In 1943, Panjim was designated the capital of Goa. Almost a century earlier, the Viceroy and may residents of Old Goa had already moved their residences to this city by the mouth of the Mandovi River.
It was a hasty move. Old Goa had been struck by the plague, and so its commercial and residential buildings were literally taken apart, floated down the river, and reconstructed again at the new site.
Perhaps due to the hasty and pragmatic nature of the city, Panjim is short on major monuments. It does, however, have a very distinct Mediterranean air that no other Indian city possesses, particularly in the old Latin Quarter of Fontainhas (Bairro das Fontainhas), and the adjoining hilly, exclusive residential district of the Altinho.
The most important landmark in the city is Nossa Senhora da Immaculada Conceição – the Church of Our Lady of the Immaculate Conception. Built in 1609 in a Baroque style on the side of a hill facing the Garcia da Orta (Municipal Gardens), the church looms over much of Panjim, recalling Lisbon here in the East.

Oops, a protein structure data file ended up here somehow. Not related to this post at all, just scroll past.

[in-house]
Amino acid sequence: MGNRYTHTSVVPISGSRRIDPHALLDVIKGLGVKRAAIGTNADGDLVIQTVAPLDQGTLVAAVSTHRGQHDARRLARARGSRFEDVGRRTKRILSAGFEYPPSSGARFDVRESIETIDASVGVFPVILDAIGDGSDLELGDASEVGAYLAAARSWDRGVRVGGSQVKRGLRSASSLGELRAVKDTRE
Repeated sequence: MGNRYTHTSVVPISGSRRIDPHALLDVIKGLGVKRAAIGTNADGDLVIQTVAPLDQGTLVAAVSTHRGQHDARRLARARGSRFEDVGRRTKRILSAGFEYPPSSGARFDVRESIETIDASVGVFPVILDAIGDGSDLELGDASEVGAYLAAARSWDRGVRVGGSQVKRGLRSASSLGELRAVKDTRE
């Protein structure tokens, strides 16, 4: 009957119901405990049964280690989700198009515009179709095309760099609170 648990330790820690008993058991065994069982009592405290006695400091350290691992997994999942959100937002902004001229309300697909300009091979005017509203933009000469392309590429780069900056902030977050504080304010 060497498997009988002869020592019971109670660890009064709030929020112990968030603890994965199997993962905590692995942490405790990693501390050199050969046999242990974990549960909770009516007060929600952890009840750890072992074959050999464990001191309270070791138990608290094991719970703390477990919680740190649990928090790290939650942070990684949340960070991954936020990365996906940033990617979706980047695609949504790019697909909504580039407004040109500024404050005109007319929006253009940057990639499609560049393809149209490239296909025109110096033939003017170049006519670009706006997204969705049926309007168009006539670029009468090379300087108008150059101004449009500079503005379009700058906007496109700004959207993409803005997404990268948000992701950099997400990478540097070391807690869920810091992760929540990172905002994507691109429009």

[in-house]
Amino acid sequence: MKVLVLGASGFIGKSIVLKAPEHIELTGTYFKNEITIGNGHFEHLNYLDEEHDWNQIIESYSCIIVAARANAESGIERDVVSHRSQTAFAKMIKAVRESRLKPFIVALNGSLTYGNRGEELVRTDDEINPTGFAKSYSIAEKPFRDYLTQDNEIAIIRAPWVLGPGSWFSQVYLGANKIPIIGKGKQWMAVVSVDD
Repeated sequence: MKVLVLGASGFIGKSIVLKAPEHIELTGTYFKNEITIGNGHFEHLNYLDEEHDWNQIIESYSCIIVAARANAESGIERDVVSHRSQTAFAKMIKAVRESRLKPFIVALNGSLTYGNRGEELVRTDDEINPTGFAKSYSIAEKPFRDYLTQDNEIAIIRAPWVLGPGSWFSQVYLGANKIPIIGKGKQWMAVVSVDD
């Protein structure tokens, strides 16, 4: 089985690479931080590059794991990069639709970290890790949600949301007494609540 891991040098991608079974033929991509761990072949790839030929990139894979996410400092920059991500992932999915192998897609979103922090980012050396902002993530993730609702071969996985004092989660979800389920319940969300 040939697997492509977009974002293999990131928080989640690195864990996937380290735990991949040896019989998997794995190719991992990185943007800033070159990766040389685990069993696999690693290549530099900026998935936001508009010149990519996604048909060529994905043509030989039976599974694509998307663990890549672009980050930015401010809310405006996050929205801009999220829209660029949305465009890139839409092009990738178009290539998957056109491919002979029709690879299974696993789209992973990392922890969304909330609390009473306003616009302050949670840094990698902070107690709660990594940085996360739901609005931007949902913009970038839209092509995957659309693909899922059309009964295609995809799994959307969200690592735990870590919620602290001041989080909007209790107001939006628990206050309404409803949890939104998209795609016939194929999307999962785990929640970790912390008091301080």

The rest of downtown Panjim is far more functional, with dozens of civic and commercial buildings erected in a no-nonsense neo-classical or art deco style.
It is when one crosses over into the district of Fontainhas that one really gets a sense of “Old Panjim”. Here, through the winding streets one finds many examples of historic 18th and 19th century Indo-Portuguese architecture. The district is residential and the atmosphere is laidback. Here are some of the most spectacular and colourful villas and mansions, and also many a quaint little house.
From a well-preserved well by the side of San Sebastian Church, one can take a path up to the Altinho, where there are unparalleled views of Fontainhas, and also a few examples of startling villas that would been occupied by the aristocratic class in the old days.
Here we rest, contemplating the view.
Bairro das Fontainhas (and the Altinho)